Some commandments from Thiel in this regard include
a) Hire people who are talented, but even more than that they should be excited about working specifically with you.
b) You’ll attract the employees you need if you can explain why your mission is compelling.
c) Everyone should have a shared understanding of the world and your company’s intended position in it.
d) Defining roles reduces conflict. Everyone is responsible about one thing and everyone else knows about that one thing.

A Framework For The Future: Thiel offers an interesting lens to look at the future.

An indefinite pessimist looks out onto a bleak future, but she has no idea what to do about it.
A definite pessimist believes the future can be known, but since it will be bleak, she must prepare for it.
To a definite optimist, the future will be better than the present if she plans and works to make it better.
To an indefinite optimist, the future will be better, but she doesn’t know how exactly, so she won’t make any specific plans. She expects to profit from the future but sees no reason to design it correctly.

We cannot take for granted that the future will be better, and that means we need to work to create it today.

Thanks to Saloni, Navneet for reading the drafts

Book Review: How To Lie With Statistics by Darrell Huff

Stumbled upon this book while searching for a basic level book on ‘Statistics’ and the blurb and reviews caught my attention so I decided to pick it up.

How to lie with statistics

(How To Lie With Statistics – Darrel Huff)

It’s a petite book with less than 150 pages. It’s not really a book on ‘Statistics’ but on how Statistics are used and abused both consciously and unconsciously by advertisers, surveyors, sales people and others alike or ‘Statisculation’ (Statistical Manipulation)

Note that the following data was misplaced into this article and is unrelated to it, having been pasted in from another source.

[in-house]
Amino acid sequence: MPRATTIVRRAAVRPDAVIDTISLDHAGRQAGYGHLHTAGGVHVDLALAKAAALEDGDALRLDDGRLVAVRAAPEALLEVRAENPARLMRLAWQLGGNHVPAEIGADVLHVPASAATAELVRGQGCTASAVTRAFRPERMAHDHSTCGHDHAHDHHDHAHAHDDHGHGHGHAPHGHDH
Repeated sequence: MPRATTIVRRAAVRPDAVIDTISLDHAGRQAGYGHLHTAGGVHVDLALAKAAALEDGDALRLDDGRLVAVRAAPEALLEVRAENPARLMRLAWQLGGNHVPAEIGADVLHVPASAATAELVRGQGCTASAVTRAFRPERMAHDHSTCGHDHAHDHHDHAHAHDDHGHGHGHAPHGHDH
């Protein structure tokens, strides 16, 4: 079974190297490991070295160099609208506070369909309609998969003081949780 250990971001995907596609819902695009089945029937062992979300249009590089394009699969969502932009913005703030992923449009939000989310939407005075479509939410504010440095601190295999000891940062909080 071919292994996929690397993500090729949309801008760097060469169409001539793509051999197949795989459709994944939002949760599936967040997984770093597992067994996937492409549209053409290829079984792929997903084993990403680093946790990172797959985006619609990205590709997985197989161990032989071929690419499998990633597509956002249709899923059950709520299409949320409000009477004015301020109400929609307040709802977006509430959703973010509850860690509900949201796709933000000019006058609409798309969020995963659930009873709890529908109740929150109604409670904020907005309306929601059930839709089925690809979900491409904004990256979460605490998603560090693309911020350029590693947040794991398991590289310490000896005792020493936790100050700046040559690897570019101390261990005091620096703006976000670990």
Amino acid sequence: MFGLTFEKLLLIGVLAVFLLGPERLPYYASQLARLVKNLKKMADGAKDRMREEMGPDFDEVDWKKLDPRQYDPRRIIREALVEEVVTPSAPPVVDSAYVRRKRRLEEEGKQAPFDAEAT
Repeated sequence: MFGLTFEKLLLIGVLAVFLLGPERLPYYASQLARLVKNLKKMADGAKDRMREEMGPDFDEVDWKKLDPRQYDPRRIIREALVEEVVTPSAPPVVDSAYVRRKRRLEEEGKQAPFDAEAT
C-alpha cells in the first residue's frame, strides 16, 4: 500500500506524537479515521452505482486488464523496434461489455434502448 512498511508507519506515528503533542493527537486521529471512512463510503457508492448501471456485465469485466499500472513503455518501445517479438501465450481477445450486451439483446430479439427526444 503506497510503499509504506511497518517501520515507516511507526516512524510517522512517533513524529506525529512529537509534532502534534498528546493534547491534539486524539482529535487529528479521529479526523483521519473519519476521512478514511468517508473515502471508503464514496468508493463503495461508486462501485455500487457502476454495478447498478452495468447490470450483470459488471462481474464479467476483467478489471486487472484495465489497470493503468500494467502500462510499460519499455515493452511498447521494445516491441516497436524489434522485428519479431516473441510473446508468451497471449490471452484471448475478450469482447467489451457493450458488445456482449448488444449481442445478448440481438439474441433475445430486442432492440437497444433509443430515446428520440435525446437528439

Here’s a little summary/review of the book:

  1. Many a times the surveys/findings that we read/hear about are bound to be incorrect because of the bias while collecting samples. Either the sample chosen for doing survey isn’t well defined or doesn’t reflect well on the overall set.
  2. Averages – Mean/Median/Mode . Choosing an average to depict some statistics is very important and for the layman’s eye it is very easy to draw wrong inference in some cases by mean or average without knowing about the range. Average salary alone for example doesn’t reflect the information correctly so its important to know the range and also the median.
  3. Missing little figures: Using a very small group to draw a trend, not providing enough information about a particular % in question to even as much as not labeling an axis in a graph. Often one needs to question the completeness of the statistic provided.
  4. Keep an eye on Probable and Standard errors with measurements in question for ex: IQ of 101 and 98 could just be 101 and 98
  5. A difference is only a difference if it makes a difference
  6. Graphs can be manipulated in various ways namely cutting the graph from bottom(to reduce the visible area), changing the measures of axis to make the graph looks better or worse
  7. In charts with more than 1 D, using double the area to show double dimension is misleading. Varying size of objects to show increased number often gives an impression of the change in actual size of object in question over time.
  8. Semi-attached figures, post hoc and many more

How to talk back to a statistic ?

Ask the following questions

  1. Who says so ? (To understand biases)
  2. How does he know? (Source and reliability of information presented
  3. What’s missing? (Actual numbers in case of %s, base in case of index or other things)
  4. Did somebody change the subject? (Switch between raw figures and their conclusion)
  5. Does it make sense? (Apply commonsense on the data, and try extrapolating the trends to check sanity)

A quick read for the initiated which will change how you see statistics used around and hopefully save you from deriving false conclusions